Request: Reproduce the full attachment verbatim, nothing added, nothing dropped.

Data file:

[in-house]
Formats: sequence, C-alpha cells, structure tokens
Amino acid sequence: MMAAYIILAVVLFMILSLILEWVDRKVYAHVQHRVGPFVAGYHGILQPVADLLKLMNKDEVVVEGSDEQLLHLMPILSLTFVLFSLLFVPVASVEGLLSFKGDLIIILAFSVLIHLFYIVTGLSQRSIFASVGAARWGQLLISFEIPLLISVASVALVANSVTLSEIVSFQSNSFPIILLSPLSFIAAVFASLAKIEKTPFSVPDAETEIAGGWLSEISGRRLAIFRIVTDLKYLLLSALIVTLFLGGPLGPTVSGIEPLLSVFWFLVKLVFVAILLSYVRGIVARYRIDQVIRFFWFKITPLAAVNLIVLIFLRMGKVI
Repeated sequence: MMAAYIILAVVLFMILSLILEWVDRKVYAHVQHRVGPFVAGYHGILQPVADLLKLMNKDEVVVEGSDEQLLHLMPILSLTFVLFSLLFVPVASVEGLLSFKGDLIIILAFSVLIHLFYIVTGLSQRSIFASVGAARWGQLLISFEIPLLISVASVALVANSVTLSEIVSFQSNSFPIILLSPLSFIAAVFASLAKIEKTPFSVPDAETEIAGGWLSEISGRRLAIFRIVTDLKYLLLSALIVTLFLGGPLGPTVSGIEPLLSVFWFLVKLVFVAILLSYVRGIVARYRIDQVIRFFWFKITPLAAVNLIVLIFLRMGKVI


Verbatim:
[in-house]
Formats: sequence, C-alpha cells, structure tokens
Amino acid sequence: MMAAYIILAVVLFMILSLILEWVDRKVYAHVQHRVGPFVAGYHGILQPVADLLKLMNKDEVVVEGSDEQLLHLMPILSLTFVLFSLLFVPVASVEGLLSFKGDLIIILAFSVLIHLFYIVTGLSQRSIFASVGAARWGQLLISFEIPLLISVASVALVANSVTLSEIVSFQSNSFPIILLSPLSFIAAVFASLAKIEKTPFSVPDAETEIAGGWLSEISGRRLAIFRIVTDLKYLLLSALIVTLFLGGPLGPTVSGIEPLLSVFWFLVKLVFVAILLSYVRGIVARYRIDQVIRFFWFKITPLAAVNLIVLIFLRMGKVI
Repeated sequence: MMAAYIILAVVLFMILSLILEWVDRKVYAHVQHRVGPFVAGYHGILQPVADLLKLMNKDEVVVEGSDEQLLHLMPILSLTFVLFSLLFVPVASVEGLLSFKGDLIIILAFSVLIHLFYIVTGLSQRSIFASVGAARWGQLLISFEIPLLISVASVALVANSVTLSEIVSFQSNSFPIILLSPLSFIAAVFASLAKIEKTPFSVPDAETEIAGGWLSEISGRRLAIFRIVTDLKYLLLSALIVTLFLGGPLGPTVSGIEPLLSVFWFLVKLVFVAILLSYVRGIVARYRIDQVIRFFWFKITPLAAVNLIVLIFLRMGKVI